Saving cymbals

A quick trick here for the drummers who hit the cymbals hard but don’t want to spend a ton of cash replacing the ones that break. Try to swish your cymbals instead of hitting them. It means that instead of going full dead on, you hit them “sideways” if I may say. A little bit like Ringo Star was playing his ride with a swing motion of the wrist. I used to have 2 very little and very fragile (Yet very expensive) splash cymbals: 8″ and 10″. I cracked those guys more times than I can count. Then I met a drummer who told me to never hit them dead on, but to “brush them” with the stick instead, and it helped a lot to save the thin metal from cracking.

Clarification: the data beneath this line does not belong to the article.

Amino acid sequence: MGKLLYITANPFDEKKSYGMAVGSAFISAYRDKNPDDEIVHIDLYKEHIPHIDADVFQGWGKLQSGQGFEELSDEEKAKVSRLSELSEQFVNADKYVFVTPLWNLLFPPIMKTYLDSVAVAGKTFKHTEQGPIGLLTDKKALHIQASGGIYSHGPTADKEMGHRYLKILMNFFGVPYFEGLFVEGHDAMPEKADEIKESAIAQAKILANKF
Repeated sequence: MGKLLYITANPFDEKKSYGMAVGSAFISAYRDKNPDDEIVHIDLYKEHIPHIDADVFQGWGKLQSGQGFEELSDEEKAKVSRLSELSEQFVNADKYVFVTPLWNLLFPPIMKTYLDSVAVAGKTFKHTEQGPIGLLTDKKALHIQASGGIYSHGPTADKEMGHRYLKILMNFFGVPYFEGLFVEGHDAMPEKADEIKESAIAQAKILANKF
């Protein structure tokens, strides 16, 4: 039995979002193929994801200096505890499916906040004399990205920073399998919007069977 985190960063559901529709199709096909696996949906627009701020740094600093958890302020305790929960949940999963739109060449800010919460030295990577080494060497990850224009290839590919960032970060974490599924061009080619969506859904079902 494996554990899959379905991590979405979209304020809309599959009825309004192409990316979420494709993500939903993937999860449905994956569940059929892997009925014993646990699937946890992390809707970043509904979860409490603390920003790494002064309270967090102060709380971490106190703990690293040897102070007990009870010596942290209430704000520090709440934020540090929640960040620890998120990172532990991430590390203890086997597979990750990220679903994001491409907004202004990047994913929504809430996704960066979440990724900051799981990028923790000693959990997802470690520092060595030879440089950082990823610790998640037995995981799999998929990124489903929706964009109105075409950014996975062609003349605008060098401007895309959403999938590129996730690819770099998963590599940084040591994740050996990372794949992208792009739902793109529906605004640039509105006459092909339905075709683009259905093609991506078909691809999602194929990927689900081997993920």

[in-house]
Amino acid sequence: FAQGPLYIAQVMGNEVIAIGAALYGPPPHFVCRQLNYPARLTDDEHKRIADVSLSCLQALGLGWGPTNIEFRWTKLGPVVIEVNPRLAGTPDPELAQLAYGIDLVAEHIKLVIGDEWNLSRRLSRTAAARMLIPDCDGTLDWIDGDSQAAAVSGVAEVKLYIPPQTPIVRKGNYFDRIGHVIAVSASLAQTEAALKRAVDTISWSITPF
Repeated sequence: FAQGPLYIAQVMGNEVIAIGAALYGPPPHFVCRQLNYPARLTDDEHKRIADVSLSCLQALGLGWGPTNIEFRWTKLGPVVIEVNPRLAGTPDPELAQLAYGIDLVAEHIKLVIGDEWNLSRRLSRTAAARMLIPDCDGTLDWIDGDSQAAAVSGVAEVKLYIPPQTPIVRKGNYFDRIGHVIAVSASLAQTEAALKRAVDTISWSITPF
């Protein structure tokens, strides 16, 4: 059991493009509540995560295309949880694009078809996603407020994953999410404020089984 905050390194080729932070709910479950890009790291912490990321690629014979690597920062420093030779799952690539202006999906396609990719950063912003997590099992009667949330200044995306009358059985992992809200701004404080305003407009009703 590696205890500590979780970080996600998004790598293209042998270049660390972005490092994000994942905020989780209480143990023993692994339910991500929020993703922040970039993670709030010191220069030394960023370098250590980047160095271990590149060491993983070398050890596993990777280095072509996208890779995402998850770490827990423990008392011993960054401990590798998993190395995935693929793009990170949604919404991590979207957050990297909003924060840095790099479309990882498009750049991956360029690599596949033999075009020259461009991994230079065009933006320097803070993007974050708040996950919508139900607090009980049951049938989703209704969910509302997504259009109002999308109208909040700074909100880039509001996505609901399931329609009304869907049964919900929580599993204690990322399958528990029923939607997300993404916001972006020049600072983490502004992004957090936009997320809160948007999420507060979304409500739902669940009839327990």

While I’m at it, and because this blog would have been too short if it was just the saving cymbals topic, here’s a trick to set up a drum set faster: draw on your carpet. That’s right! you take a big ol’ sharpie and you scribble 2 black dots where your bass drum spurs are. Do the same for the hi hat: that’ll be 3 dots and the outline of the sole of the hi hat pedal. Continue with your snare stand and your cymbal stand(s) and finish with your floor tom(s). It means that once you take your hardware out of the bag at the gig and you lay your little carpet down, you know EXACTLY where you’re going to put all your gear. Guessing is what cost time and effort. And, since I see you still have that sharpie in your hand, you can draw a line on the tubes of your cymbal stands right where they enter into the other tube. That’ll make sure you always have your cymbals at the same height.

I’ve got a million other tricks but, that’s a good size blog, I’ll try to share more later.